The inventory is thoroughly French and references either reproductions-based pieces from the Christofle Museum near Paris, famous living French designers or impressive historical connections. Malmaisson, for instance, is the name of the store's best-selling china pattern and Christofle silver flatware pattern. Both the silverware and plates (Limoges porcelain) are decorated with tiny laurel leaves (one of Napoleon's signature motifs). The name Malmaisson pertains to the 14th-century chateau in St. Cloud, west of Paris, that the emperor acquired in 1799 for his beloved Josephine.

Richly detailed, the white china with its wide, gold band of minuscule leaves seems both modern and classic because the ornamentation is under control. Just the border stands out, meaning that you can mix and match this pattern with other more fanciful ones over the years. Putting a gold charger under it would make it more formal. Putting a red salad plate on top renders it festive. The design has durability while giving the owner lots of options. Same with the Christofle silverware.

While the gallery handles sterling flatware, the most popular patterns are in what's termed Christofle silver. It's a kind of silverplate, but has twice the silver in the alloy as standard silverplate. What you end up with is silver with a deep rich patina that's easier to maintain than sterling. People who own one piece of Christofle silver always return for more. A five-piece setting of Christofle silver to adorn your table is about $300. The pieces are European sized (that means big), and if you want to set your table in the correct French mode, turn the fork and spoon so that the prongs and bowl face down.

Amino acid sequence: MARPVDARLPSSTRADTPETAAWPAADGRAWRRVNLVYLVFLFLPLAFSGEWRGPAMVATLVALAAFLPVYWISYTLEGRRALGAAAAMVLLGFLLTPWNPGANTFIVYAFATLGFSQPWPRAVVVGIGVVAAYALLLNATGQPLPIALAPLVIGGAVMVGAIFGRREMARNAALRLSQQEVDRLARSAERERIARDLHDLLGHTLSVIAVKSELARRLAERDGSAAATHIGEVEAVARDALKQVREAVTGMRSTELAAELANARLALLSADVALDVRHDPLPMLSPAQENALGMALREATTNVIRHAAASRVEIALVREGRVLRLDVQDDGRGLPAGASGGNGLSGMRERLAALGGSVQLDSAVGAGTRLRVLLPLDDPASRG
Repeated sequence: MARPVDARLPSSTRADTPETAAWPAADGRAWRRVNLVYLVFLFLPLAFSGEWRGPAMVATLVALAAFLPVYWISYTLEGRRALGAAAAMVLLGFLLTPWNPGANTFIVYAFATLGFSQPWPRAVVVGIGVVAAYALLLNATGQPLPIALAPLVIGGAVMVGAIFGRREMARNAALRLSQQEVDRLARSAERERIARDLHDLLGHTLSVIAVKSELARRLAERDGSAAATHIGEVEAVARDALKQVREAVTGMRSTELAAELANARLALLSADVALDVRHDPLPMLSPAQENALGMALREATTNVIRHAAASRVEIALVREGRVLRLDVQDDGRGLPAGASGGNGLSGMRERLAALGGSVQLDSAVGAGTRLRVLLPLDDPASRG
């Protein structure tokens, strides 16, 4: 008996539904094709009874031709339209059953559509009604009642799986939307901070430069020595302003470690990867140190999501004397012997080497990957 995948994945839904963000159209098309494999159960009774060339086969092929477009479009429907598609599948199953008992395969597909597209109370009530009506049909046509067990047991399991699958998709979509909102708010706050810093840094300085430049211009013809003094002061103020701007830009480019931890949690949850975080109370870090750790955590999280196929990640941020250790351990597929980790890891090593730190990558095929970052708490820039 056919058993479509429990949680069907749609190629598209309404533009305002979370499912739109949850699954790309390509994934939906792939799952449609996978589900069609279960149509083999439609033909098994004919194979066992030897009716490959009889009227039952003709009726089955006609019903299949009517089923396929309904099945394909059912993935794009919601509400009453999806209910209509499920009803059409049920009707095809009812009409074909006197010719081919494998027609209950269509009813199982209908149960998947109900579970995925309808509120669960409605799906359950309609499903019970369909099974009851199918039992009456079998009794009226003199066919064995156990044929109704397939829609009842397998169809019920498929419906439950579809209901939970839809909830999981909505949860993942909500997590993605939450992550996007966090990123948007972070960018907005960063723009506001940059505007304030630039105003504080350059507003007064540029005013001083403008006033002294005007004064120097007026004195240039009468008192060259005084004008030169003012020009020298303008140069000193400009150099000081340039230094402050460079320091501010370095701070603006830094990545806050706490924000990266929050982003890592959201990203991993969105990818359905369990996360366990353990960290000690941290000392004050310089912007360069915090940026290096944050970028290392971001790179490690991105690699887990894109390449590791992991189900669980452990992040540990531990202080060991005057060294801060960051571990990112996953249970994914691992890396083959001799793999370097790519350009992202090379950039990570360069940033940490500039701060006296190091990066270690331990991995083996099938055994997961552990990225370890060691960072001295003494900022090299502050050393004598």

Although the house of Christofle has been in business since 1830 (it's still family owned), the company doesn't just look to its illustrious past. Christofle designs are as chic and modern as tomorrow, and the gallery in Naples has the plateware by Christian Lacroix to prove it. This haute couture designer has been having some wicked high-style fun with demitasse sets (packaged in a screaming yellow hatbox for $310) and casual dinner and luncheon sets. Très whimsical, colorful and creative, just like his insanely luxurious and theatrical clothes.

One of the most popular designers that Christofle has ever showcased is Andrée Putman, a young woman who produces modern, sleek silver serving pieces that have maximum wow appeal. Young people can't get enough of her stuff. The three-piece cocktail server at $235 seems to be on every bride's wish list. Maybe it's destined for your list, too. In any case, you need to experience Christofle. A browse through their Pavillon in Naples will elevate your taste level and inspire new themes for home entertaining or glam gift giving.

Robb & Stucky

13170 S. Cleveland Ave., Fort Myers

936-8541

Pavillon Christofle

1300 Third St. S., Naples

434-5777